Phoebe Goodwin at the Balukhali refugee camp in Cox's Bazar, Bangladesh.

Prospect of refuge: Phoebe Goodwin on architecture and humanitarianism

25 Jun 2018, Josh Harris

Phoebe Goodwin provides insights on her humanitarian work with UNHCR in refugee camps in Bangladesh, Greece, the Democratic Republic of the Congo and elsewhere.

Princes Park Carlton North.

To design safer parks for women, city planners must listen to their stories

25 Jun 2018, Nicole Kalms

Planners, architects, the police and politicians need to put aside the traditional expert perspective to learn from – and design for – women’s experiences.

Yueyuan Courtyard by Z+T Studio explores the concept of erosion through the design of an intricate granite watercourse that flows through the space.

A contemporary Asian practice

31 May 2018, Jillian Walliss

The potential of emerging Asian cities has often been defined by European and North American designers, denying the growth of local expertise. It’s time to celebrate the exciting work of homegrown designers, thinkers and critics in Asia.

Tom Rivard’s Urban Islands studio – sited on Sydney’s Cockatoo Island – is run independently and high numbers of international students, particularly from Asia, are common.

Internationalism in landscape education

21 May 2018, Helen Armstrong

With the growth of landscape architecture in the region, Australian landscape architecture programs have become increasingly popular with Asian students, particularly from China. Helen Armstrong reflects on how this growing demand has changed and challenged landscape architecture education.

The Victorian mountain ash forest has been severely affected by fires and logging. To determine the actual health of the forest, we need to look at the quality, not just the quantity of what remains.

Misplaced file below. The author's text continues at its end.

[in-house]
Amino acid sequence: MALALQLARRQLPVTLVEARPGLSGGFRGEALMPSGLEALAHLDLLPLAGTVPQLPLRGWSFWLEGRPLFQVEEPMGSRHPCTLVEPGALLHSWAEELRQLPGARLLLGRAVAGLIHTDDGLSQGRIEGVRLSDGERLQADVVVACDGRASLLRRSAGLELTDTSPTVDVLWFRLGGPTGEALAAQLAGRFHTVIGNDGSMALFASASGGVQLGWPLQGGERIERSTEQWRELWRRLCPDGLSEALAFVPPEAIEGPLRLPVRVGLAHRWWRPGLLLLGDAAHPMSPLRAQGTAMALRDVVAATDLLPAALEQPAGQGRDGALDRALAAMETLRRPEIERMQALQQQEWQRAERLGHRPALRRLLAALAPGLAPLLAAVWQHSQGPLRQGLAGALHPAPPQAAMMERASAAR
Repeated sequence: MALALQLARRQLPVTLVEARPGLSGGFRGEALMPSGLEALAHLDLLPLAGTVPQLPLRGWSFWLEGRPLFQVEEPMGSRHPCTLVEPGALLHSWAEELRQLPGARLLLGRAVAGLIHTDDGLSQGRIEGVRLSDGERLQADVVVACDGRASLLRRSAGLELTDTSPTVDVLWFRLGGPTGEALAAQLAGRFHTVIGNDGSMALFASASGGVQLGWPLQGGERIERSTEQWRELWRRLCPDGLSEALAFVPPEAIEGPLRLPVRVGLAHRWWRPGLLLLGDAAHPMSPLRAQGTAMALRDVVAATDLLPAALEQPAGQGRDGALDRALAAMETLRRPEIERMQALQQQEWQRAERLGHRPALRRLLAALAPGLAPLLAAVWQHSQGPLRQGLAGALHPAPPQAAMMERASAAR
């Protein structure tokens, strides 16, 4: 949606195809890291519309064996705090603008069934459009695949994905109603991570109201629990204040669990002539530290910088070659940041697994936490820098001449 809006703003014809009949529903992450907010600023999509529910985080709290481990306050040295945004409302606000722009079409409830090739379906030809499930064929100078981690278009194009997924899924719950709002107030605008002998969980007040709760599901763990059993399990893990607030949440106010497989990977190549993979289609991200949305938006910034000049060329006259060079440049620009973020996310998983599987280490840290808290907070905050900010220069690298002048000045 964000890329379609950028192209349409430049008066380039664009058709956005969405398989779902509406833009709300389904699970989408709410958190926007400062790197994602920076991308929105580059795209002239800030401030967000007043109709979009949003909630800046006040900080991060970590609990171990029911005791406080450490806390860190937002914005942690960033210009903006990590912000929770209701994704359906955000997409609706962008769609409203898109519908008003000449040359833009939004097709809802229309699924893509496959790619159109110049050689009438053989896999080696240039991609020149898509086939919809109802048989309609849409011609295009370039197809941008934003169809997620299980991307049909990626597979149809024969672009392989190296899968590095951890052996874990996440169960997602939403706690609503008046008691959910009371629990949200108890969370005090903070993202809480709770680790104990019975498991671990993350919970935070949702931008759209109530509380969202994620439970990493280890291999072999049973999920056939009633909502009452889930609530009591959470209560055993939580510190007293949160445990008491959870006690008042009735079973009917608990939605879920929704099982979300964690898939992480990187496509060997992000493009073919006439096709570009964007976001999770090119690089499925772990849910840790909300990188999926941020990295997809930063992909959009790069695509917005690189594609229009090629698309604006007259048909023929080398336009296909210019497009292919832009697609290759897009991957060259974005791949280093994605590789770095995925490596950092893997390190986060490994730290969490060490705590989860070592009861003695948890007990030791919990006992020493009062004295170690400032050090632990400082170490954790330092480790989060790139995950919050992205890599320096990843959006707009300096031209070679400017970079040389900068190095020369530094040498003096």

Why we are measuring the health of Australian vegetation poorly

16 Apr 2018, David Lindenmayer, Hugh Possingham

Many of Australia’s ecosystems are in a much worse condition than we think. This is because officials are measuring the health of ecosystems such as forests and woodlands by their size, instead of how damaged they are by disturbances.

Rob Adams in his office at Council House 2 (CH2), Australia’s first building to be awarded a six-star Green Star design rating.

Rob Adams: A lesson in city design

3 Apr 2018, Lucy Salt

As he turns his focus to succession planning, Rob Adams, director of City Design and Projects at the City of Melbourne, sat down with Lucy Salt to reflect on more than three decades of city building.

Parkkim’s project CJ Blossom Park for South Korean conglomerate CJ Corporation includes a water feature whose design is informed by the company’s logo.

Material thinking

13 Mar 2018, Ricky Ray Ricardo

Parkkim, a landscape architecture practice based in the South Korean capital, Seoul, boasts a portfolio of highly refined projects that are underpinned by a passion for research and innovation.

Clematis microphylla grows through the branches of a nitrogen-fixing Allocasuarina littoralis on the banks of the Yarra River.

Designing with ecological succession

27 Feb 2018, Alistair Kirkpatrick

Ecological succession – where colonizer plant species grow quickly to provide organic matter, shelter and nutrients to their longer-lived neighbours – is rarely employed in planting schemes, but it holds great potential to produce more interesting, dynamic and resilient landscapes.